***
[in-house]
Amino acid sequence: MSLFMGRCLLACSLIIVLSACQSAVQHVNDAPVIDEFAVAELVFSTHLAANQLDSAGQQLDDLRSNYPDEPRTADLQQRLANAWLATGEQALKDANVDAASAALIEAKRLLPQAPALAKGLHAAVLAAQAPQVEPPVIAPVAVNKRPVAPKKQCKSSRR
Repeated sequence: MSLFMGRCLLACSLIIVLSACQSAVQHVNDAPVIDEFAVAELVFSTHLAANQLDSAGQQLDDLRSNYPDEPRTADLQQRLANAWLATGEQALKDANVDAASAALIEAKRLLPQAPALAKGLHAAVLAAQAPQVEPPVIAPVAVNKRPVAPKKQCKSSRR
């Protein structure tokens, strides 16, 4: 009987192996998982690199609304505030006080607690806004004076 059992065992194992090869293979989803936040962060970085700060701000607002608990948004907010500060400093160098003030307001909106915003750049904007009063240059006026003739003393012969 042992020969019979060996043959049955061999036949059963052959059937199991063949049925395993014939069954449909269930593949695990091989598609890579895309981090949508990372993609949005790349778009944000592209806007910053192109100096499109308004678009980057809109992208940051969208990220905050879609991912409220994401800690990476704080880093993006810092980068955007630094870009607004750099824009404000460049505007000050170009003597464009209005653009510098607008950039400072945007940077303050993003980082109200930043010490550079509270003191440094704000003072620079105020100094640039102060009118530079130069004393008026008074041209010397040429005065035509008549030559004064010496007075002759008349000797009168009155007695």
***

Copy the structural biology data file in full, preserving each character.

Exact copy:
[in-house]
Amino acid sequence: MSLFMGRCLLACSLIIVLSACQSAVQHVNDAPVIDEFAVAELVFSTHLAANQLDSAGQQLDDLRSNYPDEPRTADLQQRLANAWLATGEQALKDANVDAASAALIEAKRLLPQAPALAKGLHAAVLAAQAPQVEPPVIAPVAVNKRPVAPKKQCKSSRR
Repeated sequence: MSLFMGRCLLACSLIIVLSACQSAVQHVNDAPVIDEFAVAELVFSTHLAANQLDSAGQQLDDLRSNYPDEPRTADLQQRLANAWLATGEQALKDANVDAASAALIEAKRLLPQAPALAKGLHAAVLAAQAPQVEPPVIAPVAVNKRPVAPKKQCKSSRR
């Protein structure tokens, strides 16, 4: 009987192996998982690199609304505030006080607690806004004076 059992065992194992090869293979989803936040962060970085700060701000607002608990948004907010500060400093160098003030307001909106915003750049904007009063240059006026003739003393012969 042992020969019979060996043959049955061999036949059963052959059937199991063949049925395993014939069954449909269930593949695990091989598609890579895309981090949508990372993609949005790349778009944000592209806007910053192109100096499109308004678009980057809109992208940051969208990220905050879609991912409220994401800690990476704080880093993006810092980068955007630094870009607004750099824009404000460049505007000050170009003597464009209005653009510098607008950039400072945007940077303050993003980082109200930043010490550079509270003191440094704000003072620079105020100094640039102060009118530079130069004393008026008074041209010397040429005065035509008549030559004064010496007075002759008349000797009168009155007695």